• Negotiating and attending mediation on your behalf; 
  • Outlining your legal risks and potential outcomes of your shareholder dispute, especially if it were to proceed to litigation; 
  • Explaining what legal process and strategies are most useful; 
  • Drafting the appropriate legal documents;  and
  • Advocating on your behalf at an arbitration, court hearing or another legal process. 


Shareholders own a portion of a company, and their rights depend on the unique circumstances of their case. Where shareholder disputes arise, it is important to understand these 3 things before commencing litigation: 

  • You need to understand rights and obligations as a shareholder; 
  • You need to identify the specific shareholder issues and gather documents; and 
  • There are faster and more cost-effective ADR processes available as alternatives to litigation for resolving your shareholder dispute;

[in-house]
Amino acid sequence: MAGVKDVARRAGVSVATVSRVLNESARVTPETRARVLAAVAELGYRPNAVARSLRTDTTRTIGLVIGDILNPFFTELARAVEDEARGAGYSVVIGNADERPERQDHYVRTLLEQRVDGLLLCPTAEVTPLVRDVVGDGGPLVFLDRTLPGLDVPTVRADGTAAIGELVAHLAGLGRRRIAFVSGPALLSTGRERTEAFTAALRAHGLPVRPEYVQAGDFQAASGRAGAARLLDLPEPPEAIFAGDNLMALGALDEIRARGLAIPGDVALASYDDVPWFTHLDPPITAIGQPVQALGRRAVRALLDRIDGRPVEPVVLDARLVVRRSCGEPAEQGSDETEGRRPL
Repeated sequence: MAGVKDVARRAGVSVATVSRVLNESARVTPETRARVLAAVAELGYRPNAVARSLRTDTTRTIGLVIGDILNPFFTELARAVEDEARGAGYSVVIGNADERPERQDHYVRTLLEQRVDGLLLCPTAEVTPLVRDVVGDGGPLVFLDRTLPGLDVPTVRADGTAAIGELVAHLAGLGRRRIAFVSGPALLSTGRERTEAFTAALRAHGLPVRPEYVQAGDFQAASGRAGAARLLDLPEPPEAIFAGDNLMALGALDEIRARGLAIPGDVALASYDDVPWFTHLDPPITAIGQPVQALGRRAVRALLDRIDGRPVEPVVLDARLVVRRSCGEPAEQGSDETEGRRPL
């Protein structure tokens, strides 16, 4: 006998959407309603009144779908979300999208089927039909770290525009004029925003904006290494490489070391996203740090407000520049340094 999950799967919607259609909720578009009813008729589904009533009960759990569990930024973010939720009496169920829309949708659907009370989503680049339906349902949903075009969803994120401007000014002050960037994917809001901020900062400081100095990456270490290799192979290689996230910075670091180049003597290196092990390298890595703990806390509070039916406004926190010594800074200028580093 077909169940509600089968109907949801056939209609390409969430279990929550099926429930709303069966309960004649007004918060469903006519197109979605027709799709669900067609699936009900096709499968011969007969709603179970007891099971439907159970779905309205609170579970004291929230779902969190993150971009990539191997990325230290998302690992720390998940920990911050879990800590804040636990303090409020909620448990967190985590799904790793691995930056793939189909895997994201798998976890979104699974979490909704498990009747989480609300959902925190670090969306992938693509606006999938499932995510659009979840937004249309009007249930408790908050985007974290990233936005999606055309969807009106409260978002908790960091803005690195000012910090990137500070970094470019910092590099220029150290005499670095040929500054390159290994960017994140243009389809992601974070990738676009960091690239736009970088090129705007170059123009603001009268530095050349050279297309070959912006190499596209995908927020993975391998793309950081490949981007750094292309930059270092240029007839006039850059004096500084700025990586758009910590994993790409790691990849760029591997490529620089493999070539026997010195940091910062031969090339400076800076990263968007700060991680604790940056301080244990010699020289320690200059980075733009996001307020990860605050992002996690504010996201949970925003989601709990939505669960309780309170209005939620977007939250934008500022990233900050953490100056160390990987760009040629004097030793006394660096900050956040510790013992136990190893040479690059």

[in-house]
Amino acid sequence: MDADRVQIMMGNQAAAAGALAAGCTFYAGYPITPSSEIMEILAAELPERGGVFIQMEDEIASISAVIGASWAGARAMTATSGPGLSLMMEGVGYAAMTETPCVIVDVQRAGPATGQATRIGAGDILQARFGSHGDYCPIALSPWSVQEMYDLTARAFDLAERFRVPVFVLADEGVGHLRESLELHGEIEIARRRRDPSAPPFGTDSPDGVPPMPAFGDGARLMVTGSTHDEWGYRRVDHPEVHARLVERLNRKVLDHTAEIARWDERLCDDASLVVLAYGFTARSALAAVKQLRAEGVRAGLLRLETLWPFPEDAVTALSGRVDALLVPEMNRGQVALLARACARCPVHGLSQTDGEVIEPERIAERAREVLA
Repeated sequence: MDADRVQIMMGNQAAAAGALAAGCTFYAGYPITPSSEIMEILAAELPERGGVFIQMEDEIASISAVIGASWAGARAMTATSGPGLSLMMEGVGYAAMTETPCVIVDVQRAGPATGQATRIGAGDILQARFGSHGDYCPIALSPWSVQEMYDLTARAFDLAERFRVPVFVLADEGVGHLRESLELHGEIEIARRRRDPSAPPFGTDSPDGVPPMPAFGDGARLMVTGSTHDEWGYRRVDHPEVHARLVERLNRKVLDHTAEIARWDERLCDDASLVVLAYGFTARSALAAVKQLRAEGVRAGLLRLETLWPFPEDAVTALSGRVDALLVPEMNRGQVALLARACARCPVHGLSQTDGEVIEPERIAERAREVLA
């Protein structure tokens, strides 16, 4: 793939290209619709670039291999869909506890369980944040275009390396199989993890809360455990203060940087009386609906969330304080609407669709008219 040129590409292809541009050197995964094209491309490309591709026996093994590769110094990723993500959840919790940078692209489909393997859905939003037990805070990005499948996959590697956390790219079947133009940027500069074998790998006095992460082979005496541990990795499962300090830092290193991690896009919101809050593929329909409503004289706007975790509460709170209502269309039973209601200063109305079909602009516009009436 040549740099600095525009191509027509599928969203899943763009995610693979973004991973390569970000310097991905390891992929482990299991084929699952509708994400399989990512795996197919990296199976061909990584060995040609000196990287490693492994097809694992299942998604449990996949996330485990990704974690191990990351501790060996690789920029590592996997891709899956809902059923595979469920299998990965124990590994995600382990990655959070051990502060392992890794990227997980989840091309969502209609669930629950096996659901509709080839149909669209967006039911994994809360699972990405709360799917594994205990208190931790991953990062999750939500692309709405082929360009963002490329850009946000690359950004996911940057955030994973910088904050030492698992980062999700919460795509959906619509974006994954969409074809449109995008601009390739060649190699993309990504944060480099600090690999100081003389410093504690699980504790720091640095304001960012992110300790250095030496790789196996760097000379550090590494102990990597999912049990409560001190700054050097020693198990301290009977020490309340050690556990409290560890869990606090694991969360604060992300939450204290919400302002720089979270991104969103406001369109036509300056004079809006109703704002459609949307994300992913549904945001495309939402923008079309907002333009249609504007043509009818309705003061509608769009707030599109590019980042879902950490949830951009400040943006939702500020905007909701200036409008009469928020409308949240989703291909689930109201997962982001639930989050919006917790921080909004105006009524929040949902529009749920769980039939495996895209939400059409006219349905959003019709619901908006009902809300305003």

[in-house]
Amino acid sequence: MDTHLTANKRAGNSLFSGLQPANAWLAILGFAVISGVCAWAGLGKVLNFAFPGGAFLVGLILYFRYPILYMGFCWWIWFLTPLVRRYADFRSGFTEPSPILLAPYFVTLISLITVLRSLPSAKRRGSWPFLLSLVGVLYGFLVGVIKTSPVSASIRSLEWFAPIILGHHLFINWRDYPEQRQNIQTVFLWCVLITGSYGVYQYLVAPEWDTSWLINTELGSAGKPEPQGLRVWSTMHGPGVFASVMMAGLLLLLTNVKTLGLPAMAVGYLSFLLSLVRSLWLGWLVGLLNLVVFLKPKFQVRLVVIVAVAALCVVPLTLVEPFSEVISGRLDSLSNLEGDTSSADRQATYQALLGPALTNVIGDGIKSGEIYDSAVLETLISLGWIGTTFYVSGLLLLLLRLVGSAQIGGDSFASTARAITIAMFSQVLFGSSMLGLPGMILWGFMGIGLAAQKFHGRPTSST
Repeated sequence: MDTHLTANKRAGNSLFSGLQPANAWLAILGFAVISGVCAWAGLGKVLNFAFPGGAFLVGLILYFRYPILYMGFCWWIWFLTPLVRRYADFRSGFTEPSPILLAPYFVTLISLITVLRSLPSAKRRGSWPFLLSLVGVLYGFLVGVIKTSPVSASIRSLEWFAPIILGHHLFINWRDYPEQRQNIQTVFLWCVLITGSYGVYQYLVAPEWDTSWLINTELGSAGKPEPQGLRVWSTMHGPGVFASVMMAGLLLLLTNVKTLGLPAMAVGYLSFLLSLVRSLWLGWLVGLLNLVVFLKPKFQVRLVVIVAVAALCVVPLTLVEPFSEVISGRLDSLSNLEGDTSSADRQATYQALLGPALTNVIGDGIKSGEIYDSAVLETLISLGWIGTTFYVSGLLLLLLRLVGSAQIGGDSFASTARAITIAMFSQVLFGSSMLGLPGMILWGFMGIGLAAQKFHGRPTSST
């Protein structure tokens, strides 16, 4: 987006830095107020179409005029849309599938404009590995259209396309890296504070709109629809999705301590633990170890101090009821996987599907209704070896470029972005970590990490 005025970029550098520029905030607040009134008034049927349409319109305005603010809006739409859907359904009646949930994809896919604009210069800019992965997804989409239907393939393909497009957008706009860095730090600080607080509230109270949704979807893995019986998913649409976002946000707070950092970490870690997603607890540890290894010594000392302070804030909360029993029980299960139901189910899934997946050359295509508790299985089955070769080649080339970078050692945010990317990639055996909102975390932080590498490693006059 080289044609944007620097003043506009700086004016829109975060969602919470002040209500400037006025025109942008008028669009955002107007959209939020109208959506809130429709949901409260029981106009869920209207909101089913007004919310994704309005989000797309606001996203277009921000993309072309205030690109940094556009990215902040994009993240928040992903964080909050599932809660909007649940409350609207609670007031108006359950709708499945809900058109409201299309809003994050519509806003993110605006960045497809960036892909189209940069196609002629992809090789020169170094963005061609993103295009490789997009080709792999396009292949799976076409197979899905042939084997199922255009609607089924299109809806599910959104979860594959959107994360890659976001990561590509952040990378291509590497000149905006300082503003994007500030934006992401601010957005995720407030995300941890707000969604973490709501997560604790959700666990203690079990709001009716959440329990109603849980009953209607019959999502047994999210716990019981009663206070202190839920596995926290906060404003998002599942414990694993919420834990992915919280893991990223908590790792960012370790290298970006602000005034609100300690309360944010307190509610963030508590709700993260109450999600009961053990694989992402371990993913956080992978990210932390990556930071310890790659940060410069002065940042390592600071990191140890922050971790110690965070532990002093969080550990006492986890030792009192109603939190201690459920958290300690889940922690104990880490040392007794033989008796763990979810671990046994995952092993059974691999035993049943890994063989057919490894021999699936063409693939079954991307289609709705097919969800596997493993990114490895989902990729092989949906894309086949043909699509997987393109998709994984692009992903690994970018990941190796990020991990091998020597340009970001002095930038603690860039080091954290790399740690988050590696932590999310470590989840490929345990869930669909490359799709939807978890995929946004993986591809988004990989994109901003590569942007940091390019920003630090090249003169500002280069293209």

There is no substitute for consulting with a commercial litigation lawyer to understand your legal rights, and maximize the chances of achieving your desired result before and during a lawsuit. 

Contact Us 

If you have any questions about your rights as a shareholder or need assistance at any stage of a shareholder dispute, our team of experienced commercial litigation lawyers at Achkar Law can help. Contact us by phone toll-free at 1-800-771-7882 or email us at [email protected], and we will be happy to assist.